Alive to the situation

I’ve seen some believers recently repost a story about a church that wasn’t able to meet together in their building, so they met at a local Walmart. Rather than celebrate with them this act of holy rebellion, I have some questions. Sure, it reflects a complete lack of understanding of the risk levels of worship and whether a church’s practices make a store or restaurant a poor comparison. But my concern is deeper: I wonder if anyone in Walmart that day was attracted to the gospel because of this improvised service. Was it the aroma of Christ to those employees and customers? Was that even on the minds of the church leaders?

My frustration during the second phase of this pandemic is that many churches are hyper-focusing on their rights and their comforts rather than equipping their people for these unique times. They’re focusing internally on whether and how they can hold services, when their congregants are lost to know how on earth they can live out the gospel within our socially-distanced, cancel culture. Few church leaders are speaking to how we can advance the mission right now in spite of, through and because of COVID.

I wonder if it reflects a mind block among leaders—something that is not limited to church pastors. Let me explain.

This is the greatest opportunity in our lifetimes for the Church. Rather than try our best to get back to the halcyon days of February 2020, we need to look for what doors God is opening right now. Churches need to realize this isn’t going away soon, and lesser imitations will only make people crave the old days, the old ways. Once church leaders cross the bridge in their thinking—that we won’t be back to normal on November 4, or even a year from now—then they’ll start seeing the opportunities. What opportunities? I’m glad you asked.

First, we have the same opportunities that the Church had in 1918-1920, when Christians died serving their communities in spite of risks of Spanish Flu. The parallels are clear. Governments today are following the same pattern of lockdowns, quarantines and masks. Churches had similarly-diverse responses: while some pushed back on religious freedom grounds, others got busy serving. These examples in Nashville, Tennessee, and in Pittsburgh, Pennsylvania, are inspiring: when in-person church services were shut down, Church of Christ and Episcopal pastors offered their buildings as field hospitals. A.B. Lipscomb wrote in the Gospel Advocate that the epidemic had “opened up a way for the enlargement of the sympathies of Christian people.”

In South Dakota, the 1919 conference of the Methodist Episcopal Church report notes:

Immediately after the conference last fall (1918), the churches were closed on account of the influenza, some for several weeks, and some for several months. This enforced vacation gave our pastors an unusual opportunity to minister to the people in their need and their sorrow. Almost without exception the pastors were alive to the situation and cared for the sick, carrying them cheer and comfort, and in hundreds of cases, burying the dead, some pastors conducting as many as 40 funerals during the ravages of this awful epidemic.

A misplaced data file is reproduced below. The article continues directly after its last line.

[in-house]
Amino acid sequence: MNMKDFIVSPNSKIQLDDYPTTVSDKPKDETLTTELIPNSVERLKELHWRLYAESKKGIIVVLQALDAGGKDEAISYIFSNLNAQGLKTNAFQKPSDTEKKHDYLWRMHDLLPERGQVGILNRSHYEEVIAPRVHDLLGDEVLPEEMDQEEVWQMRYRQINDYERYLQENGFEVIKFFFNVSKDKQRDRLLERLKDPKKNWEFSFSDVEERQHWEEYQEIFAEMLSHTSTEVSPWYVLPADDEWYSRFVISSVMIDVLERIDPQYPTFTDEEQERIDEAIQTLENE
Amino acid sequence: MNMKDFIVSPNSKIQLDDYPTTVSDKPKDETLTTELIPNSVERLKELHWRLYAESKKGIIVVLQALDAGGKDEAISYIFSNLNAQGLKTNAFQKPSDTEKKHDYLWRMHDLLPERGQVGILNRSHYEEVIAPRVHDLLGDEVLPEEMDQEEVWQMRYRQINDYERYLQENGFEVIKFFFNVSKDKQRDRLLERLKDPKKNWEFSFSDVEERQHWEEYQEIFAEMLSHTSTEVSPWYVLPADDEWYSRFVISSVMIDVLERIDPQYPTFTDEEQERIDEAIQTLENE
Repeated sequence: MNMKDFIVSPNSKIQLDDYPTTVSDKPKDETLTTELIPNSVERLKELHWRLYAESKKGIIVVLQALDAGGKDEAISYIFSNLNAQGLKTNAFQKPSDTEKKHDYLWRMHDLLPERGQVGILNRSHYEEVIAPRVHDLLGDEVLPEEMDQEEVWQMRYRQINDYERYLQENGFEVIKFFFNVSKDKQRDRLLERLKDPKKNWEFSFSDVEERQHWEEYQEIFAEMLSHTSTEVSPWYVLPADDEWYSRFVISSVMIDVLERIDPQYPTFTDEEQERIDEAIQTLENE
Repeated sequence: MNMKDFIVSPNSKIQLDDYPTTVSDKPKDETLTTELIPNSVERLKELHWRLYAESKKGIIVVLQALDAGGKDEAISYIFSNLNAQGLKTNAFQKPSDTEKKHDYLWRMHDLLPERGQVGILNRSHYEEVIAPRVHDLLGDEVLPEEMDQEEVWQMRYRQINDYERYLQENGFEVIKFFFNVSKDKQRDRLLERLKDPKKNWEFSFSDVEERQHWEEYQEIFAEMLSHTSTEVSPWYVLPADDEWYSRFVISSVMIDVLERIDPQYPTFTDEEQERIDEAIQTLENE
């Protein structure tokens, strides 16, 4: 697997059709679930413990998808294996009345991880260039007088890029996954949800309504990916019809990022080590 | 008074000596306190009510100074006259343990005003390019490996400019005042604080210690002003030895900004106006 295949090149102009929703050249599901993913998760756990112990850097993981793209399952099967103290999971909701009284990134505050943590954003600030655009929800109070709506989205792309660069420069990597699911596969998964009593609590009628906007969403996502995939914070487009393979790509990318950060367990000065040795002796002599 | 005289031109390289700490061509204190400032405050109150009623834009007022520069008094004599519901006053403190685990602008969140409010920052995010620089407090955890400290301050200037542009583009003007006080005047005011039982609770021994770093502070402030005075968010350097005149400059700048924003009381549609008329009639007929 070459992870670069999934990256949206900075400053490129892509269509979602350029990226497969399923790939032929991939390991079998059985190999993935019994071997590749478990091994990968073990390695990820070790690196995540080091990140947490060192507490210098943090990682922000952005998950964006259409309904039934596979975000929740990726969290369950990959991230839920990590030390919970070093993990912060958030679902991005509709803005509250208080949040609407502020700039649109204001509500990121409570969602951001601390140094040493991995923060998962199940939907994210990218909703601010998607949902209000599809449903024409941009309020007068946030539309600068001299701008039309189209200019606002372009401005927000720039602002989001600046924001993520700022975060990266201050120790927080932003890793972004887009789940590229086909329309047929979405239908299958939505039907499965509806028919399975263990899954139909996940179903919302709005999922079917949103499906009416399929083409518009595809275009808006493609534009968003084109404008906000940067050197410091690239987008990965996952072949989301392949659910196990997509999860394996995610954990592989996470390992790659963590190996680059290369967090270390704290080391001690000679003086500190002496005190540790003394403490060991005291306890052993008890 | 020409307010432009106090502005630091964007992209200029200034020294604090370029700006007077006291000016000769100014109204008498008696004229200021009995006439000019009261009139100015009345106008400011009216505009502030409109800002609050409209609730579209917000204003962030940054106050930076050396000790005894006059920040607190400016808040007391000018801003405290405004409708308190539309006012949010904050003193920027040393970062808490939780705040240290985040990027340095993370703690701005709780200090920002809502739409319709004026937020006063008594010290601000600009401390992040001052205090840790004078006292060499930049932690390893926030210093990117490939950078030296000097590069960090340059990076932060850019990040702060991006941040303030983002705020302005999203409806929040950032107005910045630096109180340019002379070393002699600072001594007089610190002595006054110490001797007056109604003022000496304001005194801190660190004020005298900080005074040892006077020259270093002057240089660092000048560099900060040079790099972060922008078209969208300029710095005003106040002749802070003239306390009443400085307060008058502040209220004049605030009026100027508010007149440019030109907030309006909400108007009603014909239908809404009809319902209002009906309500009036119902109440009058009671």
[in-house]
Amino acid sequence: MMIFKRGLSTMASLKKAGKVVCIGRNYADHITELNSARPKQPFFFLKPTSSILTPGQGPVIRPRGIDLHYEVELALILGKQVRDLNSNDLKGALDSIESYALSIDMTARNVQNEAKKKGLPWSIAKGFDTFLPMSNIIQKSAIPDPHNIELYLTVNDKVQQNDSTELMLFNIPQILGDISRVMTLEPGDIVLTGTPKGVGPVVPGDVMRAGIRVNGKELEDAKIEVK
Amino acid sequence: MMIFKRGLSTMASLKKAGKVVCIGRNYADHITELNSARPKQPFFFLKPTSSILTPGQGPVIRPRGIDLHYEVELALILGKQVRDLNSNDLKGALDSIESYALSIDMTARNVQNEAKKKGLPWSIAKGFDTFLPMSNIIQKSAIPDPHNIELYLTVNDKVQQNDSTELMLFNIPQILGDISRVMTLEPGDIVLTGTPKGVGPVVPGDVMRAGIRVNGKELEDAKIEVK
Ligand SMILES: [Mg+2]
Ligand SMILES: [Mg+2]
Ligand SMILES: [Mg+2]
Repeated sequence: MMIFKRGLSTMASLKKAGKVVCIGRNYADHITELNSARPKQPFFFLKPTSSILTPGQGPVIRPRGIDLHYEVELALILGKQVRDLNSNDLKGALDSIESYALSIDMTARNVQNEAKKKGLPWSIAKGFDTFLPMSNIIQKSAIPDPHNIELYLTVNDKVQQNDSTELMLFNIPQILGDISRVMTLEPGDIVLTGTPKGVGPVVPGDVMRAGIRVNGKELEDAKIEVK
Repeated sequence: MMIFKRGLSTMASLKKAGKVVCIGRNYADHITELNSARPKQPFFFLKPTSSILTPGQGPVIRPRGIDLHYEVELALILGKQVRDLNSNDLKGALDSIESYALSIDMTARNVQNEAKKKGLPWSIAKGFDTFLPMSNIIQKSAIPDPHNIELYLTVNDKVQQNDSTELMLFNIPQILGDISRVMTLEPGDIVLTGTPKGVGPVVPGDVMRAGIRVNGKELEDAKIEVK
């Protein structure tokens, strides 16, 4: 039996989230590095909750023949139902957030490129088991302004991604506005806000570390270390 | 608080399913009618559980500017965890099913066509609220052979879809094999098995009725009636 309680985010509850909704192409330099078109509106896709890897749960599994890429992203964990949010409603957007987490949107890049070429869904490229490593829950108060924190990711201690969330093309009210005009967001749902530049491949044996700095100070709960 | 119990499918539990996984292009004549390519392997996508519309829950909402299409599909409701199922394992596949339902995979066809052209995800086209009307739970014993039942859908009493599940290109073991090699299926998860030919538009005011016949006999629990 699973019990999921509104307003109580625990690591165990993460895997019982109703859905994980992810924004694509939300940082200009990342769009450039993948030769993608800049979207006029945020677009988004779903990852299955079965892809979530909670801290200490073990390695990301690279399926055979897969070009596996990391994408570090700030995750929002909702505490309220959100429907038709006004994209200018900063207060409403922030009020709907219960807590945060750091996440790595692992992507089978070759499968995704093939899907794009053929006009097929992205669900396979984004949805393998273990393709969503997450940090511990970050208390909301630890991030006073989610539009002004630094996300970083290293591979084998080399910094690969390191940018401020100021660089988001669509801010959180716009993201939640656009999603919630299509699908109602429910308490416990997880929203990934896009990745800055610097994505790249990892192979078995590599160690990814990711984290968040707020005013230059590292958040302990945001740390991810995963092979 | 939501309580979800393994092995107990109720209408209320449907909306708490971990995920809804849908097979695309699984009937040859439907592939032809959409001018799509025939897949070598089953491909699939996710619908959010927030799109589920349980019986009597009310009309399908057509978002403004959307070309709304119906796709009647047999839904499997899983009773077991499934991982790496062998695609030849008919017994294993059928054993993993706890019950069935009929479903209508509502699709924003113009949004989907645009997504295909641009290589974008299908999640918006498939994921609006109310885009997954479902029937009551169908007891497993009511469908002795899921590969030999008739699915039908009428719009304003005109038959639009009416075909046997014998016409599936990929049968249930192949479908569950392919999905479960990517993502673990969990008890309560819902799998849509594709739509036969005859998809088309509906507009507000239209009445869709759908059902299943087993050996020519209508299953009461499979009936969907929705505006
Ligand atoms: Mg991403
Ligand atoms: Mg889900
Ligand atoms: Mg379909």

Probably 70-75 percent of the pastors or their families were stricken with the disease, but there was not a death in one of the parsonage homes in the district, and of the unusually large number of funerals conducted by our pastors during this time, it was most remarkable that our church members constituted a comparatively small percentage of the total number.

Capital Journal, Mar 19, 2020

Second, this is an enormous opportunity to adapt our model. I’m waiting for churches to begin truly innovating. In the early days of COVID, when churches had to scramble because they were suddenly locked down, there was some experimentation. Churches tweaked their practices out of necessity. But going to online streaming, virtual communion and squirting holy water isn’t really innovation; most of it could be categorized as lesser imitations of the original.

Let’s look at a parallel. To walk into most restaurants today is a depressing situation. Tables are marked off and furniture stacked in a corner. Hastily-improvised plexiglass screens are hung around the register, ordering counter or concierge desk. These adjustments have all the markings of an expectation that this is a short-term inconvenience. If restaurants in urban centers are struggling, you can imagine how challenging it is for an island setting, so imagine my surprise when my wife and I walked into The Groove Kitchen + Cafe in Mayne Island, BC last week.

The owner shared with us about how difficult the past few months have been for their business, and they almost didn’t make it. Hearing his story, I fully intended to tip well. So, when I went to pay and there was no opportunity to add a tip, I asked. He asked me, “What would you be tipping for?” They’ve reduced their services and costs so much that he believes tipping would be unreasonable. They’ve streamlined their staff from 14 to 2. No dishes to wash. All ordering goes through their website, with customers encouraged to order ahead of time and given the opportunity to eat on site, pick up the prepared order, or grab pre-packaged ingredients and cook the menu at home. All their seating is outside, and they used the inside space to launch a specialty grocery store for the items in their menu and ingredients unavailable elsewhere on the island.

The owner told me he wished they’d made these changes years ago. “We’ll never go back!”

Innovation is coming to our industries. If existing restaurants, stores, businesses and congregations don’t get there, new upstarts certainly will. We know the Church will go on for another generation, but it may not be traditional churches that do, or even church plants that do their best imitation of the the model that has been successful in the past decade. The question is who is going to get there first?